Meanwhile, according to a subsequent paper by Kaminski, Kirkpatrick, and Bshouty, Lupanov pointed out the transposition principle for Boolean matrices. (Boolean matrices are nonnegative integer matrices modulo equivalence of all positive integers.) There's quite a bit of shoddy citation work in this area, as discussed below, so I'd really like to see an English translation of Lupanov's article.

1972:
Fiduccia (Theorem 4)
proved that a bilinear circuit for a matrix
having m non-constant multiplications
implied a bilinear circuit for the transposed matrix
having m non-constant multiplications.
A **bilinear circuit** is a generalization of a linear circuit;
linear circuits are bilinear circuits
where all multiplications are by constants.
On the other hand,
Fiduccia's theorem didn't say anything useful about linear circuits:
the statement
threw away all information about constant multiplications and additions,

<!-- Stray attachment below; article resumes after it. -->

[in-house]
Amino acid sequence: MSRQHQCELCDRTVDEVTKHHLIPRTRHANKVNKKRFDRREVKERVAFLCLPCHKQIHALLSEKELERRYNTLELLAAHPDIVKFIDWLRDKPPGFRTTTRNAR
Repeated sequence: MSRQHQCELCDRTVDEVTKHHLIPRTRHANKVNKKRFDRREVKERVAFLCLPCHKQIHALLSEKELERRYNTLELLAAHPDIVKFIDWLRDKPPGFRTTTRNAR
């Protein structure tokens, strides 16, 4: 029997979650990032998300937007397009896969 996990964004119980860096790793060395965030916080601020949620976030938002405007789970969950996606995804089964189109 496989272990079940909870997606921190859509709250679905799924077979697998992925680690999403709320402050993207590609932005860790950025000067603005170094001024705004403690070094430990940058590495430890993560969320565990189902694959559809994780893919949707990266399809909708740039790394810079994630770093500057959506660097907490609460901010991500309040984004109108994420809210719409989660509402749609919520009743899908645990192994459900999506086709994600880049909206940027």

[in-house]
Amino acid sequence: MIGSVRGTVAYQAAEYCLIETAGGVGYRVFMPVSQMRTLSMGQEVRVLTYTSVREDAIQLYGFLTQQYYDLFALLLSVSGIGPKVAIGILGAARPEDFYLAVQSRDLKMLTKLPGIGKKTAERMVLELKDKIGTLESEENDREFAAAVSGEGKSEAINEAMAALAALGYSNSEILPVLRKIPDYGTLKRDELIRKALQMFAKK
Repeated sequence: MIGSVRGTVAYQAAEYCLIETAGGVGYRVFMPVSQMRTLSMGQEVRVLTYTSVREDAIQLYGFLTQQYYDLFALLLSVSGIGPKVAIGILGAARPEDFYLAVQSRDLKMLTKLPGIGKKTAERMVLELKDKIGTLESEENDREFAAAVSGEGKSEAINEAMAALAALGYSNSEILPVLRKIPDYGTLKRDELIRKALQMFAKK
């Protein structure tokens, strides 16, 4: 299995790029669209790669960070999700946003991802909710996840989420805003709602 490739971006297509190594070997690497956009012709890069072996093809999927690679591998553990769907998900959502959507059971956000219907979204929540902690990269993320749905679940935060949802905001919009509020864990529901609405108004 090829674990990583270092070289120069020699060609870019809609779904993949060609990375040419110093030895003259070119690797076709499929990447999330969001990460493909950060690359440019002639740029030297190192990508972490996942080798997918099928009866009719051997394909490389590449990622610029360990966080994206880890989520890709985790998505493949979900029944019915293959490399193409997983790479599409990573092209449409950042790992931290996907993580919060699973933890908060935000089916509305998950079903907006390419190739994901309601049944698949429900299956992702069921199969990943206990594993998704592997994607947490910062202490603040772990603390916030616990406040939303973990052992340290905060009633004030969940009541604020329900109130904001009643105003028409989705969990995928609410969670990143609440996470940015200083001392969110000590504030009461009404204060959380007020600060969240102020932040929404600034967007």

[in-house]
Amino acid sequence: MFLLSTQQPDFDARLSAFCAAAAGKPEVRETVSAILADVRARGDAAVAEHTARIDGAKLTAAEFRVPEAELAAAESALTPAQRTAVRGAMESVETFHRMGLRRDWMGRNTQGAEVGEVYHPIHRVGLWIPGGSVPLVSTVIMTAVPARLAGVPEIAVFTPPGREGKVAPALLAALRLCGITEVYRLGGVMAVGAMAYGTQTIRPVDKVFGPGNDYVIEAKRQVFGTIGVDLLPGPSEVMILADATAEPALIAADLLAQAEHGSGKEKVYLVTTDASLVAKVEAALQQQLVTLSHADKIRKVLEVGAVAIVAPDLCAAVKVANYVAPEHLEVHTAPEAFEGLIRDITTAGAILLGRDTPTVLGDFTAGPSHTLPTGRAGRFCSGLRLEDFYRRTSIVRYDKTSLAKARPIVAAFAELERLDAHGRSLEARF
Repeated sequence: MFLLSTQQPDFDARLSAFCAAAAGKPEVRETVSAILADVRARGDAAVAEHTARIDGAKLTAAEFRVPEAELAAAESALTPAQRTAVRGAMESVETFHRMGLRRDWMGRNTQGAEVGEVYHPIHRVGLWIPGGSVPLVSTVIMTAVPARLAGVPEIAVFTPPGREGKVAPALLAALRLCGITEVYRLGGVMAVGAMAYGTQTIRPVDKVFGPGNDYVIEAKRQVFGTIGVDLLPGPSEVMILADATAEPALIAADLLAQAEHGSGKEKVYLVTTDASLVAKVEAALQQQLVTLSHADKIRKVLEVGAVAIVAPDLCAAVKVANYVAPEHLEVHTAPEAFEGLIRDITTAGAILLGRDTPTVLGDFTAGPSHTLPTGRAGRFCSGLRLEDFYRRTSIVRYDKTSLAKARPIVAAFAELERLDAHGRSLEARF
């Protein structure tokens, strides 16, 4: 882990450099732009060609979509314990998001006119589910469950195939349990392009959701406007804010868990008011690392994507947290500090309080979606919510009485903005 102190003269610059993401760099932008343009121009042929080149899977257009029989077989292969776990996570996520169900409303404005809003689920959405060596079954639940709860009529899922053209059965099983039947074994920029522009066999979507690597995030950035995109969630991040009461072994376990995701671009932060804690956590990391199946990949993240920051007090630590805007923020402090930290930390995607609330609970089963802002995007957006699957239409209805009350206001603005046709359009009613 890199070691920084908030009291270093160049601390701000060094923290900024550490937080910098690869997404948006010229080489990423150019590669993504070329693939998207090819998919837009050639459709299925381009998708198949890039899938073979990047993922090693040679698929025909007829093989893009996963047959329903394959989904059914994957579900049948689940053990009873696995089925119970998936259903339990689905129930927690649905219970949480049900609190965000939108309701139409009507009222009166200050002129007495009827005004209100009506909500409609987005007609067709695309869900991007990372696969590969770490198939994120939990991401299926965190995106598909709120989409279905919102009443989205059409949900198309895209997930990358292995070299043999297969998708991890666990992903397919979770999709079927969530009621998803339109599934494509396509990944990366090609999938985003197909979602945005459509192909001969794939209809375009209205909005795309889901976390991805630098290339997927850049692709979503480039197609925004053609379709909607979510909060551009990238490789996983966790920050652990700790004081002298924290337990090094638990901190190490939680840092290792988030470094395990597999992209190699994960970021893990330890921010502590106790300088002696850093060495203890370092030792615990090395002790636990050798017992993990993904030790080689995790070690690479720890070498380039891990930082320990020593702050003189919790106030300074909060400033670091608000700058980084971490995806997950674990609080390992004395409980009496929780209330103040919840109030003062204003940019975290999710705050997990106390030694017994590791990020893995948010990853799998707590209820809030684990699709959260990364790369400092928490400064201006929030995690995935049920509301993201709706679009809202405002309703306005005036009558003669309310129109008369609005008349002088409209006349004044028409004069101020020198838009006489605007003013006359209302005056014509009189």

and the proof didn't make any effort to preserve the number of
constant multiplications and additions.

1973: Fiduccia (pages 102-114) explained transposition for bilinear circuits in detail. Fiduccia proved (page 112, Theorems 4 and 5) that transposition preserved the number of non-constant multiplications, the number of constant multiplications (``dilations''), and ``the number of additions/subtractions plus the number of [nontrivial] outputs.'' This is a quite thorough statement of the transposition principle.

1976:
**Addition chains** are linear circuits
where all multiplications are by nonnegative integers
and where multiplication by k is always implemented as k-1 additions;
equivalently, linear circuits with all entries either 0, 1, or 2.
Pippenger (page 259),
discussing and improving upon Lupanov's results,
commented that transposing an addition chain
preserved the sum of the entries.

1981: Olivos, without the help of matrices, gave a laborious several-page proof that an addition chain for a p-by-1 matrix M of positive integers could be converted into an addition chain for M* having exactly p-1 more additions, and vice versa. Olivos cited Pippenger, but either failed to read, or failed to understand, Pippenger's comment about transposition. Anyway, Olivos's result is contained entirely within the result Fiduccia had published years earlier (never mind Bordewijk), so Olivos doesn't deserve any credit.